A pseudo-documentary in style with an emphasis on the daily work and routine of women police built around three different storylines. The first involves 18-year-old Bridget Foster (Peggy Cummins) who is picked up for shoplifting but let off lightly. She has a small child, an often-absent husband and mother-in-law trouble. To compound that she takes up with a petty hoodlum who commits a jewel robbery. The second story tells of a young girl who deserts the Army to marry a boy who needs her and commits bigamy in the process, but it all works out. The third story is about a baby who is mistreated by its father and step-mother, but is reunited, through police work, with its real mother.

Police dramas are always interesting but this one is rare because it focuses on policewomen. Back in the 1950s, they were more popular in England than they were in the United States. Anne Crawford gives a very good performance....as usual. She was an excellent actress. 

Turn the Key Softly ( 1953 ) 

Three women are released from Holloway prison on the same morning into the bustle of post-war London with its trolleybuses and rationing. They meet for a meal in the West End in the evening after a day trying to pick up their lives, and with at least two of them needing to decide whether it is time to start afresh.

From the good ones ( the policewomen of Street Corner ) we turn to the "baddies" - three women who have just been let out of prison. None of them are really bad and all of them have intriguing stories. British cinema featured a number of films with the "tableau" style story plot. You can read our full review of this gem by clicking here. 


The Divided Heart ( 1954 ) 

The Divided Heart engages in a different and movingly direct way with the aftermath of the war, tracing the struggle between two mothers for custody of a boy. Smuggled out of Yugoslavia for safety, and adopted by a German couple, he is reclaimed years later by his birth mother, a survivor of Auschwitz. The play of emotion is delicately handled so that it’s hard not to sympathize equally with the ‘good German’ adoptive parents and with the Yugoslav mother – and indeed with the trio of judges who have to decide. Both Michael Balcon and his wife had a special commitment to this project, and regretted its relative failure at the time, despite good reviews. Sixty years on, it is one of the Ealing films that comes up very fresh and prompts a reassessment of its director Charles Crichton, best known for comedy ( The Lavender Hill Mob, The Titfield Thunderbolt ) but here doing admirable work of a different kind.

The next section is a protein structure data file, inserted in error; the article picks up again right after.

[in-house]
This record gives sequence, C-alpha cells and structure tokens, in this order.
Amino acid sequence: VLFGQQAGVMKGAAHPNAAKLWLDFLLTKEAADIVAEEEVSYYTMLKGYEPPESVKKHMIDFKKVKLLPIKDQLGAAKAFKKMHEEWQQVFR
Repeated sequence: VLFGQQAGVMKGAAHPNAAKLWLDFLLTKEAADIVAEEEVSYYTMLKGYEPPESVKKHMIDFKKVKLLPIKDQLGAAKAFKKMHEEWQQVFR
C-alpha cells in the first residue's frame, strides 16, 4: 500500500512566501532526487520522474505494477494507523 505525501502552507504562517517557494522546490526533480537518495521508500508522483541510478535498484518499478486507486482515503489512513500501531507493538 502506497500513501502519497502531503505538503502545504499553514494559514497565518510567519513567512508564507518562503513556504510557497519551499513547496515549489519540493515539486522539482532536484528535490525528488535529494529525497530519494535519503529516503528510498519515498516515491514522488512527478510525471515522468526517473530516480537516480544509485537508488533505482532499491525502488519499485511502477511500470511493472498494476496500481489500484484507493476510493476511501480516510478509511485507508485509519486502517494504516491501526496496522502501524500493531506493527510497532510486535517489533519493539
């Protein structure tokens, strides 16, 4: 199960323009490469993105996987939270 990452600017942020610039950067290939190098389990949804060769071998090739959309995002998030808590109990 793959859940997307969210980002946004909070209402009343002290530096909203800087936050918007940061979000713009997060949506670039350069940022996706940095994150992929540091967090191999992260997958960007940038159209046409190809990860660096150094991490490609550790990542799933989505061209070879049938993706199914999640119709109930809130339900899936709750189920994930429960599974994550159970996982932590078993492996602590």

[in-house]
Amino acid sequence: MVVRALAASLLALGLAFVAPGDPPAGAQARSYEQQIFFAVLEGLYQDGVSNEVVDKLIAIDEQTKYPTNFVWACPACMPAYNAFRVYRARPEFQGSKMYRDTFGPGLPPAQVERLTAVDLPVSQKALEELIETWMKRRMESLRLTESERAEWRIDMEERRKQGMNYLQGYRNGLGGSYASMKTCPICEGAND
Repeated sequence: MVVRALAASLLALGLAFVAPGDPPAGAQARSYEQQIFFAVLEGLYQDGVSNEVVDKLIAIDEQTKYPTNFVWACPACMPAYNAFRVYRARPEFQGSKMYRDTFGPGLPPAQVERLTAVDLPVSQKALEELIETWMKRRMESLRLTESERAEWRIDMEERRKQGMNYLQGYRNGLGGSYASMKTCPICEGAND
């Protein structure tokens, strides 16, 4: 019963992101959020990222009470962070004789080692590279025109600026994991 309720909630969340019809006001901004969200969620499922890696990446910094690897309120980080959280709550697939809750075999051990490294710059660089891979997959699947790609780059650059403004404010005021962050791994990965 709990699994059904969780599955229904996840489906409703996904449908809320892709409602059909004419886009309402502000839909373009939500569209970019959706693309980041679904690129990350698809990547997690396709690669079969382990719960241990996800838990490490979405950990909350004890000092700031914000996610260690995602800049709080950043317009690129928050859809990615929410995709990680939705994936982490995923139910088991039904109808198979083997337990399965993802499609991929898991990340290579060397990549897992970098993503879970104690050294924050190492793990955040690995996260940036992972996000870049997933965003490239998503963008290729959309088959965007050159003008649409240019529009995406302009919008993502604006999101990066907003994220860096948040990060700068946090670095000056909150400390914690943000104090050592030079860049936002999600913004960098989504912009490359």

Lease of Life ( 1954 ) 

The parson of a small rural community knows he is dying and this makes him reconsider his life so far and what he can still do to help the community. 
Lease of Life is among the least dramatic of film titles, and the film itself is one of the most modest of Ealing productions; in his index to ‘British Sound Films’ David Quinlan calls it a ‘sincere, quiet, close-to-dull drama.’ But it is far from dull, if you give it a chance. 

Lease of Life is indeed a very engaging film to watch and Robert Donat gives an excellent performance as the rural parson. It also features a wonderful supporting cast with Kay Walsh and Adrienne Corri. 


The Admirable Crichton ( 1957 )

Lord Loam has modern ideas about his household; he believes in treating his servants as his equals - at least sometimes. His butler, Crichton, still believes that members of the serving class should know their place and be happy there. But when the Loam family are shipwrecked on a desert island with the self-reliant Crichton and between maid Tweeny, the class system is put to the test.

The story premise of a group of individuals stranded on a desert island is not a new one, but The Admirable Crichton is a fresh take on this old idea. It was based on a popular play by J.M Barrie, the author of "Peter Pan", and this film adaptation boasts a wonderful cast which includes Kenneth More as Crichton, Sally Anne Howes, Cecil Parker and Diane Cilento. You can read more about the film here. 

Ice Cold in Alex ( 1958 ) 

A group of Army personnel and nurses attempt a dangerous and arduous trek across the desert of North Africa during World War II. The leader of the team dreams of his ice-cold beer when he reaches Alexandria, but the problems just won't go away.

Ice Cold in Alex is the 1950s version of Humphrey Bogart's Sahara. Sylvia Syms and John Mills were probably two of the biggest box-office stars of the 1950s in England and it was great to see them teamed up in this adventure classic. Also in the cast is Anthony Quayle who not only made six films with Syms but starred with her in a number of television episodes as well ( including one from his own show The Strange Report ). 

Passionate Summer ( 1958 )